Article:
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View Full Version : Book Lover's and Collectors--The Harvard Classics



Keyboard Hound
10-16-2008, 07:39 PM
My husband went by Goodwill last night and found three boxes full ( printer paper boxes) of The Harvard Classics. He bought them. I've glanced through some of the volumes and they have publication dates beginning in 1909. A couple I picked up said 1910. Book titles date back to really, really old writers (Matchivelli) along with Dickens and his contemporaries, early American historical documents and others.

Does anyone have any idea if they are of any value except for just being beautiful books? They're in really good shape with covers more like a Bible cover would be, not hardbound, but not soft cover either. The lettering is gold and there are 72 of them.

Any ideas, anyone?

Puma
10-16-2008, 07:56 PM
In my opinion, your husband bought a treasure. We had a set when I was growing up (unfortunately my nephew got them when we closed up my parents place - I would have loved them.) They are the best books that were known at the time they were put together. There should be non-fiction and a "shelf of fiction" - your 72 is probably the whole set. Back in the 30's/40's it was the mark of someone very literate to have the collection (which should be housed in a nice wooden sectional bookcase). Frankly, I'm envious but very tickled at your good fortune. Puma

CaroGirl
10-16-2008, 08:03 PM
If you believe they're valuable, you should go to an expert and get them appraised, and then have them insured accordingly. Even if it isn't worth a whole lot, it sounds like a really lovely set of books.

willietheshakes
10-16-2008, 08:10 PM
You know, I was, just last week, looking at ABEbooks to try to put together a complete set of the Harvard Classics.

Frankly, I hate you and your husband right now -- just a little bit. Lucky!

MaryMumsy
10-16-2008, 08:41 PM
Even if they have no exceptional monetary value, I think you are extraordinarily lucky. Both in having the books and your choice of husband. Mine wouldn't have looked at the books in the first place, much less brought them home. Although he haunts the library and reads a lot, the 'owning' of the books is not important to him.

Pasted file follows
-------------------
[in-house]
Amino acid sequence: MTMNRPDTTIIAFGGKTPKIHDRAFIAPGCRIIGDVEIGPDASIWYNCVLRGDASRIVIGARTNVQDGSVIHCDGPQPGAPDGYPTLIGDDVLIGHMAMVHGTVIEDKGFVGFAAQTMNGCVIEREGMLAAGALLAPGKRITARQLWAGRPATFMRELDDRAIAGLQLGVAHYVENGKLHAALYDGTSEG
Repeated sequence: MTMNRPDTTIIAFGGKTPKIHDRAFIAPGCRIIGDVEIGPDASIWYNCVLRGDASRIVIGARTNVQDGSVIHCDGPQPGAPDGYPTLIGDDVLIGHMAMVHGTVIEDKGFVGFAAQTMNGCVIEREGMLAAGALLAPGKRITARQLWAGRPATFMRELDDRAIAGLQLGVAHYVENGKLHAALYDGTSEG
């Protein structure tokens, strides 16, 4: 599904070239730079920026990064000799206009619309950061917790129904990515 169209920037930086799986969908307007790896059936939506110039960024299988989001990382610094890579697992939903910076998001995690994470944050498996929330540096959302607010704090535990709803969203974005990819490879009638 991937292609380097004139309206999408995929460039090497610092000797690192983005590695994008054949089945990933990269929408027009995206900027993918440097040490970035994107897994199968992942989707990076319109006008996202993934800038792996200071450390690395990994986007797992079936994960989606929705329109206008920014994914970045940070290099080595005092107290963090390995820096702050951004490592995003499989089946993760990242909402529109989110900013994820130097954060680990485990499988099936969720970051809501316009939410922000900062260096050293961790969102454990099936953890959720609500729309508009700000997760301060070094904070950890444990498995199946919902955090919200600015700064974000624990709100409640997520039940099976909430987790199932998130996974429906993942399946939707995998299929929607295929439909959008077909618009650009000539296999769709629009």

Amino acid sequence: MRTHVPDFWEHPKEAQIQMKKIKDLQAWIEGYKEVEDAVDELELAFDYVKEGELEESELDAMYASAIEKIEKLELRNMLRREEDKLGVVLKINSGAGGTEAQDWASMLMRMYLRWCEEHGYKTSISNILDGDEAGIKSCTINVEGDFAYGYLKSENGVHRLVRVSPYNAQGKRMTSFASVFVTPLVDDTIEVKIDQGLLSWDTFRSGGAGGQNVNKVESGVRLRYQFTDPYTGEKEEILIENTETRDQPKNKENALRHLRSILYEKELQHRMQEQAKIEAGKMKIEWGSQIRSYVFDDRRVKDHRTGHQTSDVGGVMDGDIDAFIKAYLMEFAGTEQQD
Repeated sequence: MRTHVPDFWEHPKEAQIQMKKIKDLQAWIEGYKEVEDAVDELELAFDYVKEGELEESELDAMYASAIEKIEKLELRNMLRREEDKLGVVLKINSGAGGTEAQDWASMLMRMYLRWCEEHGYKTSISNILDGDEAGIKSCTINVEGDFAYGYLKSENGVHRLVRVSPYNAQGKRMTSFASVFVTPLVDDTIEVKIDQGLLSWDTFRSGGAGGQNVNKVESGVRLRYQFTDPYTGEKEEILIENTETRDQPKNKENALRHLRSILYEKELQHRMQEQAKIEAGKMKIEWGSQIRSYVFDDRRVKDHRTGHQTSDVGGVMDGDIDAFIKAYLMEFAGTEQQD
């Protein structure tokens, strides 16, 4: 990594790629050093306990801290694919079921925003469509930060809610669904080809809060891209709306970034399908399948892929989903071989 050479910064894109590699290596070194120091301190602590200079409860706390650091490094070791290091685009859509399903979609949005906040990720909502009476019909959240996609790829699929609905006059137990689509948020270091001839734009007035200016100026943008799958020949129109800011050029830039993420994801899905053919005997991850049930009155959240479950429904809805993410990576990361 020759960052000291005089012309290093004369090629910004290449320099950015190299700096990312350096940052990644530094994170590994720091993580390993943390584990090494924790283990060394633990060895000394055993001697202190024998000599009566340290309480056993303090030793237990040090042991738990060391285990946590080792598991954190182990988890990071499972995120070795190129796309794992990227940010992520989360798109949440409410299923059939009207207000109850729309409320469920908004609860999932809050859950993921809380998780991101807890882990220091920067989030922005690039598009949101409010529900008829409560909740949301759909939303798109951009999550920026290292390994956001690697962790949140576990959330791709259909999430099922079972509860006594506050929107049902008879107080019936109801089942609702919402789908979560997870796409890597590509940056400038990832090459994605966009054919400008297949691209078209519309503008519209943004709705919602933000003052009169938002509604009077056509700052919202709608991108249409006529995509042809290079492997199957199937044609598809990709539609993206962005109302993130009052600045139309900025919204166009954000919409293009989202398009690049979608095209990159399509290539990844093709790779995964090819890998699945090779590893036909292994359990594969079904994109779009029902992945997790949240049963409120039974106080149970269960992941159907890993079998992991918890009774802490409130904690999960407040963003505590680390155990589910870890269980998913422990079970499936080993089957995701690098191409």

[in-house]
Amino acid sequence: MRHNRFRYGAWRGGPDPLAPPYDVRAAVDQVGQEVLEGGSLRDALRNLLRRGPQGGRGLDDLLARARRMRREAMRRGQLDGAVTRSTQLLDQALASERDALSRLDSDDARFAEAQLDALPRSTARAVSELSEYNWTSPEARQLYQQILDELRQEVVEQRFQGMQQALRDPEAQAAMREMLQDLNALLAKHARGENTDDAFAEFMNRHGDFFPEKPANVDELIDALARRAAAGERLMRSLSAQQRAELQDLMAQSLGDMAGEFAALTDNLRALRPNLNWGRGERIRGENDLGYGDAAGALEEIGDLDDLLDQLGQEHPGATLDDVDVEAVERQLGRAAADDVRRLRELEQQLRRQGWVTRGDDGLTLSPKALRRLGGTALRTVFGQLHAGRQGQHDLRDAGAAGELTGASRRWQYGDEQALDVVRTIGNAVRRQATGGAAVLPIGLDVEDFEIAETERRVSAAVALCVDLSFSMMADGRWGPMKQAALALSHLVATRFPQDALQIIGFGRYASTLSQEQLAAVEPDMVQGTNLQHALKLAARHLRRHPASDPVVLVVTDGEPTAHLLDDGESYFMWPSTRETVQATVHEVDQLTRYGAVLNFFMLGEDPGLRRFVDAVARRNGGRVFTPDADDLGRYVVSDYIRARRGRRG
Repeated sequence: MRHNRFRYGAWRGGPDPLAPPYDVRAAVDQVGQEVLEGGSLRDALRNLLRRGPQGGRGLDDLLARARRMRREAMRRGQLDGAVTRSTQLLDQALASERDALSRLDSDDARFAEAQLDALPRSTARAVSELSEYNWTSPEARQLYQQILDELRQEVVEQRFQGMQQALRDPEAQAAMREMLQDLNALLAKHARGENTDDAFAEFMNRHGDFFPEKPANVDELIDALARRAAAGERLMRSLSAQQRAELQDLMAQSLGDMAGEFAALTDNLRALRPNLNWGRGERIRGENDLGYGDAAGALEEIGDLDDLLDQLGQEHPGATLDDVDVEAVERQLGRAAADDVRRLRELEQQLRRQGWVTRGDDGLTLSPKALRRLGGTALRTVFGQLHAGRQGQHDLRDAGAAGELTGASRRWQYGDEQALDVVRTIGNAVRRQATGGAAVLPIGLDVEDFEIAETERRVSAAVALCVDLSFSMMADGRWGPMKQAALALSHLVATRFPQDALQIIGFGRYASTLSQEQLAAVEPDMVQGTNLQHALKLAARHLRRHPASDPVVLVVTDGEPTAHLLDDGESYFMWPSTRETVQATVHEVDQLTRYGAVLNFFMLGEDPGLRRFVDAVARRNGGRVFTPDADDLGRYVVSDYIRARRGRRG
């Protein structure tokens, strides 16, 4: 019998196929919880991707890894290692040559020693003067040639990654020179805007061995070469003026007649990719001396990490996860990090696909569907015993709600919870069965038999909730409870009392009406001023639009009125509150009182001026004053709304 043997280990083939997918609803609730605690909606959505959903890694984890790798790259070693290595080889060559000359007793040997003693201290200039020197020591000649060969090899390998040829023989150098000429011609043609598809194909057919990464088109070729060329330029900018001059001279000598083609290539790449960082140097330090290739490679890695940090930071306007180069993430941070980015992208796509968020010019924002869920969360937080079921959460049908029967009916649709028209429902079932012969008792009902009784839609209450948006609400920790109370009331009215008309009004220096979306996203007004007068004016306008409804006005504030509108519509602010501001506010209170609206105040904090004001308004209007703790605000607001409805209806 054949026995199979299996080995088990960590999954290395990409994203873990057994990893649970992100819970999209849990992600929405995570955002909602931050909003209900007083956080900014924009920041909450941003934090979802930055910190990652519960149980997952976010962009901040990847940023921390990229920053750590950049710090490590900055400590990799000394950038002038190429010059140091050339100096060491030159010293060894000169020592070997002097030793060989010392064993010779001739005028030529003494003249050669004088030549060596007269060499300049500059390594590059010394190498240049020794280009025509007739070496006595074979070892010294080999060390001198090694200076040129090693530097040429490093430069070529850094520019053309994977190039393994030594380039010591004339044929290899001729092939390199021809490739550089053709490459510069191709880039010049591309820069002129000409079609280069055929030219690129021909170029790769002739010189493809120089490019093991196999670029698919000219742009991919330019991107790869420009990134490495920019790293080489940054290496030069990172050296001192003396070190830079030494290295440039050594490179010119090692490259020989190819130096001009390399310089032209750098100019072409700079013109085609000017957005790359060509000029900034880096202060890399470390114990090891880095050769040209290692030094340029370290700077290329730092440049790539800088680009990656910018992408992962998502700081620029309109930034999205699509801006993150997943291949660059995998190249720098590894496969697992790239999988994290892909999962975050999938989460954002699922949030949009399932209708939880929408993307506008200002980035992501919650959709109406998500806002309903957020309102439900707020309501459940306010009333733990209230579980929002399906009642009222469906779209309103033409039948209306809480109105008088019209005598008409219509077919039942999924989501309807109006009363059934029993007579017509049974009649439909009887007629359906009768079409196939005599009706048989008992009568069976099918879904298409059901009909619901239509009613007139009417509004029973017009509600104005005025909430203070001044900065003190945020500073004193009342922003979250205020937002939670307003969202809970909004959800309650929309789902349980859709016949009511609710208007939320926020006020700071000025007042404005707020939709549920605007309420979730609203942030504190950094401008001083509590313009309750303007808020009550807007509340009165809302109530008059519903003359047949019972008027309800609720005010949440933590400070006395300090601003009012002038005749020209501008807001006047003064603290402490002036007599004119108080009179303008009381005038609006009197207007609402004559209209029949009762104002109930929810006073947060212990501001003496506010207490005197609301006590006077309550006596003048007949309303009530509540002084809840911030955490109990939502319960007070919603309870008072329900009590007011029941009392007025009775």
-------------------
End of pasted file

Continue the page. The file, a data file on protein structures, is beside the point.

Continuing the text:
MM

katiemac
10-16-2008, 09:24 PM
I was recently looking up some book values on ABE, and although they weren't from the Harvard Classics, the ones with dates around 1920 and earlier fetched $6-$20 apiece. None were first editions, nor very popular titles.

Seems like they'd be worth at least a little per book, which adds up when you've got the collection.

C A Winters
10-16-2008, 09:30 PM
I have a full set, in excellent condition. The wealth of knowledge and information in those volumes is unbelievable. To many academics, and, or writers, they are truly a treasure, and priceless regardless of market value.

Phaeal
10-16-2008, 09:44 PM
And Matchivellis are really rare. His distant cousin Machiavelli stole all his thunder. ;)

I imagine the books made it to Goodwill when someone died and his heirs decided to clean out the house as fast as possible. I often find nice books at perifuneral yard sales, or even tossed out on the curb. Not that I check the obituaries, although I've known people who do.

What's extra nice is when you buy "fancy set" books that someone bought just to decorate his shelves. These are usually dusty, but otherwise in pristine condition, as they've never been opened.

jessicaorr
10-17-2008, 05:01 PM
I'm working my way to a complete collection of the Harvard Classics and New American Library. Congratulations on your find! I've seen them on eBay for 1-15$ each. I saw a complete set a while back for a couple hundred dollars. I think it depends on the edition and condition. There's a set of 50 on eBay (http://cgi.ebay.com/LOT-50-HARVARD-CLASSICS-LITERATURE-BOOK-COLLECTION_W0QQitemZ140275475822QQcmdZViewItem?has h=item140275475822&_trkparms=72%3A570|39%3A1|66%3A2|65%3A12|240%3A131 8&_trksid=p3286.c0.m14) now. You could watch them and see how much they go for.